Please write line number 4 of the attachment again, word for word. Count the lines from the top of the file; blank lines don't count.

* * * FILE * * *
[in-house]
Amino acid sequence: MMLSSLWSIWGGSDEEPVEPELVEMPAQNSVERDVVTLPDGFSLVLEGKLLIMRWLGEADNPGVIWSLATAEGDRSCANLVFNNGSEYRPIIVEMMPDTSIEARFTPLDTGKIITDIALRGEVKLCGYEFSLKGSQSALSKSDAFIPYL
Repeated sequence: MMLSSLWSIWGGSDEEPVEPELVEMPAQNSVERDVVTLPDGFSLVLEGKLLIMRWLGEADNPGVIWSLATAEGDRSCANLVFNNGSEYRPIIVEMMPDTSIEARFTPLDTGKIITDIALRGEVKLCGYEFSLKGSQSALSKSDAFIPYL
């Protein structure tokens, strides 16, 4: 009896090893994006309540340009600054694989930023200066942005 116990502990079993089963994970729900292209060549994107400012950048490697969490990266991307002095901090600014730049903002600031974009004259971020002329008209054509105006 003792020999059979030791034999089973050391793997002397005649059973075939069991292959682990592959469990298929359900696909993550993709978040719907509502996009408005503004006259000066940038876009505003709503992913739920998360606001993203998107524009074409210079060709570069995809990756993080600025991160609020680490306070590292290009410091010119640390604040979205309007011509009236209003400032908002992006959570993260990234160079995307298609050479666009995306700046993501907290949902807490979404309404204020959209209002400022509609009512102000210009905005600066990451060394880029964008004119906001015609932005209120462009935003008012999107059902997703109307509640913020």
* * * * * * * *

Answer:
């Protein structure tokens, strides 16, 4: 009896090893994006309540340009600054694989930023200066942005 116990502990079993089963994970729900292209060549994107400012950048490697969490990266991307002095901090600014730049903002600031974009004259971020002329008209054509105006 003792020999059979030791034999089973050391793997002397005649059973075939069991292959682990592959469990298929359900696909993550993709978040719907509502996009408005503004006259000066940038876009505003709503992913739920998360606001993203998107524009074409210079060709570069995809990756993080600025991160609020680490306070590292290009410091010119640390604040979205309007011509009236209003400032908002992006959570993260990234160079995307298609050479666009995306700046993501907290949902807490979404309404204020959209209002400022509609009512102000210009905005600066990451060394880029964008004119906001015609932005209120462009935003008012999107059902997703109307509640913020």